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7 Cases the bank cites in support of its argument that a levy is enforceable against a third party only if the taxpayer possesses the property at the time the levy is made are not on point. Most are distinguishable because in them the government prevailed on the ground that the government had levied upon property belonging to the taxpayer; the issue now before us was not raised. See Peoples Nat'l Bank of Washington v. United States , 777 F.2d 459, 460√61 (9th Cir.1985); United States v. First Nat'l Bank of Arizona , 348 F.Supp. 388, 389 (D.Ariz.1970), aff'd , 458 F.2d 513 (9th Cir.1972); Bank of Nevada v. United States , 251 F.2d 820, 827 (9th Cir.1957), cert. denied , 356 U.S. 938, 78 S.Ct. 780, 2 L.Ed.2d 813 (1958); State Bank of Fraser v. United States , 861 F.2d 954, 960√61 (6th Cir.1988); United States v. Central Bank of Denver , 843 F.2d 1300, 1305 (10th Cir.1988); United States v. Citizens and Southern Nat'l Bank , 538 F.2d 1101, 1107 (5th Cir.1976), cert. denied , 430 U.S. 945, 97 S.Ct. 1579 & 1580, 51 L.Ed.2d 792 (1977); United States v. Sterling Nat'l Bank & Trust Co. of New York , 494 F.2d 919, 922 (2d Cir.1974); United States v. Third Nat'l Bank of Nashville, Tennessee , 589 F.Supp. 155, 157 (M.D.Tenn.1984); United States v. First Nat'l Bank of Commerce in New Orleans , 73-2 U.S.T.C. ╤ 9751 (1973). Other cases are distinguishable because, although the banks in them prevailed, they did not prevail on the theory advanced by the bank in this case. See Pittsburgh Nat'l Bank v. United States , 657 F.2d 36, 38√40 (3d Cir.1981); United States v. First Nat'l Bank and Trust Co. , 695 F.Supp. 194, 88-1 U.S.T.C. ╤ 9340 (1988); United States v. Philadelphia Nat'l Bank , 81-2 U.S.T.C. ╤ 9493 (1981).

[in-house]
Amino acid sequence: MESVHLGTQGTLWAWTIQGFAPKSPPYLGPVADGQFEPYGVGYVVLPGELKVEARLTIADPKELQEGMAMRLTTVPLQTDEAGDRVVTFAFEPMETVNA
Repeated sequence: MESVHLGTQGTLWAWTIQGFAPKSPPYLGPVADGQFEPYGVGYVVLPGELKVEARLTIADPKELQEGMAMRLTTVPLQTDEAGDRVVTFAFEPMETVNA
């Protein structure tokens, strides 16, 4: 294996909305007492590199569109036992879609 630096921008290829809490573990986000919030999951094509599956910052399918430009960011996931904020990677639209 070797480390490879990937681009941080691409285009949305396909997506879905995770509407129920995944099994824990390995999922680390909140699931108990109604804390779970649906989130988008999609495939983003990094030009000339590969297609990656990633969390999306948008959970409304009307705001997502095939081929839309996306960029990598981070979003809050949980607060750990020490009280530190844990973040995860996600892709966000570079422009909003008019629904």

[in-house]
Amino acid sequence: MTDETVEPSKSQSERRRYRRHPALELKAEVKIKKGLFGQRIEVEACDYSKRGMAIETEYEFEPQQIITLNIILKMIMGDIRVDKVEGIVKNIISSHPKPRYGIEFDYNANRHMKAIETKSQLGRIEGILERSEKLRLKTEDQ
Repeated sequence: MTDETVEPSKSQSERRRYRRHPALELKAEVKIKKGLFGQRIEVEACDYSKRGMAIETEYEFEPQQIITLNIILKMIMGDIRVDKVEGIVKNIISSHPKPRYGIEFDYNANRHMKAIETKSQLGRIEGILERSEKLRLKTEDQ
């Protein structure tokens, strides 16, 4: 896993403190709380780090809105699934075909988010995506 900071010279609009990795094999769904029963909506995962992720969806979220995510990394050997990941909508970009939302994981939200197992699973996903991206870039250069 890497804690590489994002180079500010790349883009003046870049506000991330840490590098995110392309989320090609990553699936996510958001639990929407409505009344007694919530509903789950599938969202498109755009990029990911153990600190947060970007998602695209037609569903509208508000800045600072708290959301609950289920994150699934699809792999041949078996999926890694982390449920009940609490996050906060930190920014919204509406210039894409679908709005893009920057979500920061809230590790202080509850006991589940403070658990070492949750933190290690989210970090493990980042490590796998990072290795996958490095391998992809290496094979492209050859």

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In 1981, the bank took the taxpayer's accounts receivable subject to the government's lien, which attached when the tax deficiencies were assessed in 1980. We hold that the bank was required to honor the levy by surrendering the property demanded.

III. ═ Penalty for Refusal to Honor Levy

A court must impose a 50% penalty on any person who fails or refuses to honor a tax levy without "reasonable cause." 26 U.S.C. ╖ 6332(c)(2). According to the Treasury Regulation applicable to 26 U.S.C. ╖ 6332(c)(2), a penalty should not be imposed "in cases where [a] bona fide dispute exists concerning the amount of the property to be surrendered pursuant to a levy or concerning the legal effectiveness of the levy." 26 C.F.R. ╖ 301.6332-1(b)(2). A Senate Report accompanying the Tax Lien Act of 1966 states: "it is intended that a bona fide dispute over the amount owing to the taxpayer (by the property holder) or over the legal effectiveness of the levy itself is to constitute reasonable cause under [╖ 6332(c)(2) ]." S.Rep. No. 1708, 89th Cong., 2d Sess., reprinted in 1966 U.S. Code Cong. & Admin.News 3722, 3740.

The district court concluded that the bank had no reasonable cause to refuse to honor the levy, and imposed a 50% penalty. The bank contends that the district court erred because the bank had reasonable cause for refusing to honor the government's levy.